Pitchside Europe

Streamlined Lyon roll with the punches

Pitchside Europe

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At any other time in the last three or four years, the sight of Marseille and Lyon leading the way in Ligue 1 would have seemed less than remarkable, but this season was supposed to be different.

Both clubs are in transition, and with Lille and Montpellier tipped to mount the strongest challenges to the behemoth that is Paris Saint-Germain, the two Olympiques were expected to find themselves scrapping over the leftovers alongside the other also-rans.

Although the season is young, both teams are proving that it is possible to be competitive at the top of the table without spending the equivalent of a small country's GDP, and while Marseille's run of six straight wins has attracted plenty of attention, Lyon's performances have been almost as unexpected.

Lyon's fourth-place finish last season meant the club failed to qualify for the Champions League for the first time since 2000, and although success in the Coupe de France ended a four-year trophy drought, it marked a setback of seismic proportions for a club aiming to re-establish themselves as the pre-eminent football power in the country.

This is an era of shifting priorities for Lyon, however, and Rémi Garde was rewarded for his efforts in his first season as coach with a new two-year contract. Garde could not be held responsible for the rot that had set in under his predecessor, Claude Puel, and he had been appointed with more than one eye on the future.

By the admission of president Jean-Michel Aulas, Lyon tried to "raise the bar very high" during Puel's time in the dug-out, taking risks with expensive signings like Yoann Gourcuff, Lisandro López and Michel Bastos in the pursuit of Champions League success, only to fall short. Lyon might have reached the last four in 2010 but their quarter-final victims that season were struggling domestic rivals Bordeaux, and Puel's team did not boast the same quality as the side that reached successive quarter-finals in 2005 and 2006 under Paul Le Guen and Gérard Houllier.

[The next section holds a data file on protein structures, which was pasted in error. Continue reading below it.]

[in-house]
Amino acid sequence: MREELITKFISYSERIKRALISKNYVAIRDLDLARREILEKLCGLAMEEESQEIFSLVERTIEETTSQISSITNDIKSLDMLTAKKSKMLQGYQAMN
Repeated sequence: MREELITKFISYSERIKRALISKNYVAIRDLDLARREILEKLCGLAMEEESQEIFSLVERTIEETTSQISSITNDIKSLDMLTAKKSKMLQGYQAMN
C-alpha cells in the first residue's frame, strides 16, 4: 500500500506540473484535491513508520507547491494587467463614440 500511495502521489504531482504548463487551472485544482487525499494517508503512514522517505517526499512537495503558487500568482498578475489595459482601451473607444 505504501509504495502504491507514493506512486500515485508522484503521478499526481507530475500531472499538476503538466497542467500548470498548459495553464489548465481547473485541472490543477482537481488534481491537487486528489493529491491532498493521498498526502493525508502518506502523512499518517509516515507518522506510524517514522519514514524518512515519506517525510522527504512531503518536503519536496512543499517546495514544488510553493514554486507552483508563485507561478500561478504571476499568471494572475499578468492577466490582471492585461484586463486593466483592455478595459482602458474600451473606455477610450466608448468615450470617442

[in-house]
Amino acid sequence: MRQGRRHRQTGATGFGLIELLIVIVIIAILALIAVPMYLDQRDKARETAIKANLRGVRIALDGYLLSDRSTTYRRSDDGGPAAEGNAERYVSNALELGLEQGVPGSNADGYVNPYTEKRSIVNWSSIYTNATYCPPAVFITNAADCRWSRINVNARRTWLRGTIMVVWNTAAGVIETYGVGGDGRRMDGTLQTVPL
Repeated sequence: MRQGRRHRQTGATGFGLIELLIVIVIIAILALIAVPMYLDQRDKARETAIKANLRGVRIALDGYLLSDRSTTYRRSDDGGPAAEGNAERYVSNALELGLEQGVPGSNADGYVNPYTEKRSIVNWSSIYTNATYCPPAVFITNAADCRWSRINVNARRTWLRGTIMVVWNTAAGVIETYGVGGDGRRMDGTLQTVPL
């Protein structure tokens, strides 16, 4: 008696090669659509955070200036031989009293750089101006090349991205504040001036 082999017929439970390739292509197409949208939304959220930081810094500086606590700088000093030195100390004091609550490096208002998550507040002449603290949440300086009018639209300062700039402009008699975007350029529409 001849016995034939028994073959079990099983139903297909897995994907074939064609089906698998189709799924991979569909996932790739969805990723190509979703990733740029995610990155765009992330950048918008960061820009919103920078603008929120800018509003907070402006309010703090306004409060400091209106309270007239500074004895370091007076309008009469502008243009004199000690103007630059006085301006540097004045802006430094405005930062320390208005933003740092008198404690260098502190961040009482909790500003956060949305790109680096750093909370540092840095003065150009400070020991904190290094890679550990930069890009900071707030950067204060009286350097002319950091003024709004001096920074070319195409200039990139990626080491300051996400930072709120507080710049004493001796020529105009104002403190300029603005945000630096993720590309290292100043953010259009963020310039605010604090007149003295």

A bloated payroll, allied to the failure to qualify for the Champions League and diminishing income from television rights, meant that Lyon had no choice but to slash their wage bill in the summer. Aulas sounded the alarm, declaring that it was time for the club's "pharaohs" and "changing-room dinosaurs" to move on, and by the time the transfer window closed earlier this month, Hugo Lloris, Aly Cissokho, Kim Källström, Ederson, John Mensah and club captain Cris — among others — had all departed.

As in the summer of 2011, Lyon spent their money cautiously and none of their new signings — Milan Biševac, Fabián Monzón, Steed Malbranque and Arnold Mvuemba — required the kind of elaborately stage-managed public unveiling that greeted Gourcuff's arrival from Bordeaux in 2010.

Elsewhere, Garde has been obliged to plug gaps in his team with the resources already at his disposal. Rémy Vercoutre has replaced Lloris in goal after 10 long years as an understudy, while youth-team graduate Clément Grenier is blossoming in the absence of the injured Gourcuff.

On the pitch, Lyon's players have taken their cue from the management's efforts to make the best of challenging circumstances. Lyon average a greater share of possession in their matches — 61.5 percent — than any of their rivals, but they have ridden their luck at times, and Sunday's 1-1 draw at Lille was a case in point.

Lille dominated after taking the lead in the seventh minute but Lyon doggedly weathered the storm and snatched a draw with 10 minutes remaining, Lisandro belatedly springing to life and rifling a swerving shot into the bottom-left corner from 30 yards. It was the visitors' second attempt on target.

OL are now second in the table and unbeaten in eight matches - a run that began with a penalty shoot-out victory over Montpellier in the Trophée des Champions in New York. Biševac and Dejan Lovren have the makings of a well-balanced centre-back partnership and although Lyon continue to concede sloppy goals, they are nowhere near as porous as in 2011-12, when they kept just five clean sheets in Ligue 1 all season.

As well as trying to get back into the top three, Lyon seem determined to make their mark in the Europa League, with Garde having fielded a strong team in Thursday's 2-1 win over Sparta Prague. They might not be able to welcome Real Madrid or Manchester United to Stade Gerland anymore, but Lyon's route to recovery is gradually taking form.

Based in Paris and working for Agence France-Presse, Tom Williams will be blogging for us on all matters Ligue 1 throughout the season.

Follow @tomwfootball

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